The strengths of this study were as follows. Firstly, our research sample was representative, including a relatively large sample of senior citizens in the four main races. Secondly, there were no studies about the interaction between ω-6 fatty acids intake and blood cadmium on low cognitive performance, and our research showed that there may be a synergistic effect between low-level ω-6 fatty acids intake and high-level blood cadmium. Thirdly, the database we used evaluated the cognitive performance of the elderly through three objective cognitive assessment methods, the CERAD, Animal fluency, and DSST, which were carried out in a private and standardized environment. It was more similar to a clinical rather than a household setting. However, a few limitations should be noted in our study. First, due to the cross-sectional nature of the NHANES, the confounders of unmeasured data could not be determined although confounders were excluded as much as possible in this study. Besides, there was no way to determine whether the measured low cognitive performance represented a change in an individual’s cognitive performance. Second, the cognitive performance tests did not cover all domains of cognition. Adults who perform well in one cognitive test may not perform well in another. But these three cognitive tests existed for ease of management and use in other surveys. Third, the dietary data in the NHANES were obtained from two 24-hour recall interviews, which may be biased in information and could not accurately reflect daily intake of an individual.

Conclusions

Our results indicated that low-level ω-6 fatty acids intake and high-level blood cadmium had a synergistic interaction on low cognitive performance, suggesting that the elderly could appropriately increase ω-6 fatty acids intake and reduce their exposure to cadmium. These findings may provide epidemiological evidence for the independent association of ω-6 fatty acids intake and blood cadmium with low cognitive performance, and the interaction association between ω-6 fatty acids intake and blood cadmium on low cognitive performance.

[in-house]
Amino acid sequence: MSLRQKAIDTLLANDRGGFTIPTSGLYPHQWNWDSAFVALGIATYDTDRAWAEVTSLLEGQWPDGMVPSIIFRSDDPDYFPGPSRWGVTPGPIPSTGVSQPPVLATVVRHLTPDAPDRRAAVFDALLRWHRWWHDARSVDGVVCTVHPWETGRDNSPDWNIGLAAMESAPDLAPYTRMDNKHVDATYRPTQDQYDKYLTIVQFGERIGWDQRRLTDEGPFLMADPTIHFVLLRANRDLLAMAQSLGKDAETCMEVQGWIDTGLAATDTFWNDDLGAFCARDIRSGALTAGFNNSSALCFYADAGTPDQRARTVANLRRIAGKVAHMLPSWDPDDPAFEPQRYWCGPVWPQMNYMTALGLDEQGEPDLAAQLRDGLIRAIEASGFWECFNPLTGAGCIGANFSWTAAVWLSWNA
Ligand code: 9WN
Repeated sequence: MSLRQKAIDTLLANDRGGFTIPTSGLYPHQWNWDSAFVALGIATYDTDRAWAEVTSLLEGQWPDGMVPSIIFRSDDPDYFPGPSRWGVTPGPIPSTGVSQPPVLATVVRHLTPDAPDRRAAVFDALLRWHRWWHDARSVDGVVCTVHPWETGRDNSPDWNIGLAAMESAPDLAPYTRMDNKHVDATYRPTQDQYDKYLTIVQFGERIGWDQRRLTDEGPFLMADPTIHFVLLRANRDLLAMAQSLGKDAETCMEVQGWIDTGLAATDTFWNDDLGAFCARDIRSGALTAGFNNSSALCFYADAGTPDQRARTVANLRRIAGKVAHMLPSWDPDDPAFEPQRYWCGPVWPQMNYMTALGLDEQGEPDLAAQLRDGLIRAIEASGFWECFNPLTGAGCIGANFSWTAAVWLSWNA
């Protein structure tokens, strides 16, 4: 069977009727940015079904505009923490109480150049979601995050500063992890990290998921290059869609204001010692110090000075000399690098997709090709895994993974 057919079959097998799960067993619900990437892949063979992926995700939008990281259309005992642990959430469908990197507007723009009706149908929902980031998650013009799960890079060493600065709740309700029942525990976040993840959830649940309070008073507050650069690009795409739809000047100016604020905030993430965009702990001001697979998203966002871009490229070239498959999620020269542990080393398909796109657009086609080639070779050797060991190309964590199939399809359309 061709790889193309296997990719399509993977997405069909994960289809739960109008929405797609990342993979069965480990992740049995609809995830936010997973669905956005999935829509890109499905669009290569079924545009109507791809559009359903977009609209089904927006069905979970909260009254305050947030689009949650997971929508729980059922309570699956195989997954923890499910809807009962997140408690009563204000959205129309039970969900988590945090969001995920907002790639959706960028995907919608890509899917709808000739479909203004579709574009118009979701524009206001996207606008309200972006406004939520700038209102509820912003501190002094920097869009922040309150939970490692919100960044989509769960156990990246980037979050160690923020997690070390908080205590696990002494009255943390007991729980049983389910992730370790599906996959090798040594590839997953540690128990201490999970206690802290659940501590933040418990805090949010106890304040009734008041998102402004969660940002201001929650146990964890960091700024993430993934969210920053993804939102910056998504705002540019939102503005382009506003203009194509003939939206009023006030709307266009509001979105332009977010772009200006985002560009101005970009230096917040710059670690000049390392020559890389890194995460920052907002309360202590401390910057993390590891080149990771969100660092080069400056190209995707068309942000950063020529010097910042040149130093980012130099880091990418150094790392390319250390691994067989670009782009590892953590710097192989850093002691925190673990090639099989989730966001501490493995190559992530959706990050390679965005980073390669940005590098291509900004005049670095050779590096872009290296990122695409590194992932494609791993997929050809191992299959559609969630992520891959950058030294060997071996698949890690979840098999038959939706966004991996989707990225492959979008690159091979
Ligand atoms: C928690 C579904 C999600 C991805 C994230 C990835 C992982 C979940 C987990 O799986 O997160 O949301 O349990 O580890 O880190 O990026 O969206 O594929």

Availability of data and materials

The datasets used and/or analyzed during the current study are available from the corresponding author on reasonable request.

Abbreviations

NHANES:

National Health and Nutrition Examination Survey

NCHS:

National Center for Health Statistics

CDC:

Centers for Disease Control and Prevention

CERAD:

Consortium to Establish a Registry for Alzheimer’s Disease

DSST:

Digit Symbol Substitution Test

CERAD W-L:

CERAD Word Learning Subtest

MEC:

mobile examination center

ICP-MS:

inductively coupled plasma mass spectrometry

GED:

General Educational Development

CHF:

congestive heart failure

CHD:

coronary heart disease

TC:

Total cholesterol

HDL:

high-density lipoprotein

25(OH)D:

25-hydroxyvitamin D

BMI:

body mass index

S.E:

standard error

n (%):

composition ratio

RERI:

Relative excess risk due to interaction

AP:

attributable proportion of interaction

S:

synergy index

References

  1. Pais R, Ruano L, Moreira C, Carvalho OP, Barros H. Prevalence and incidence of cognitive impairment in an elder Portuguese population (65–85 years old). BMC Geriatr. 2020;20(1):470.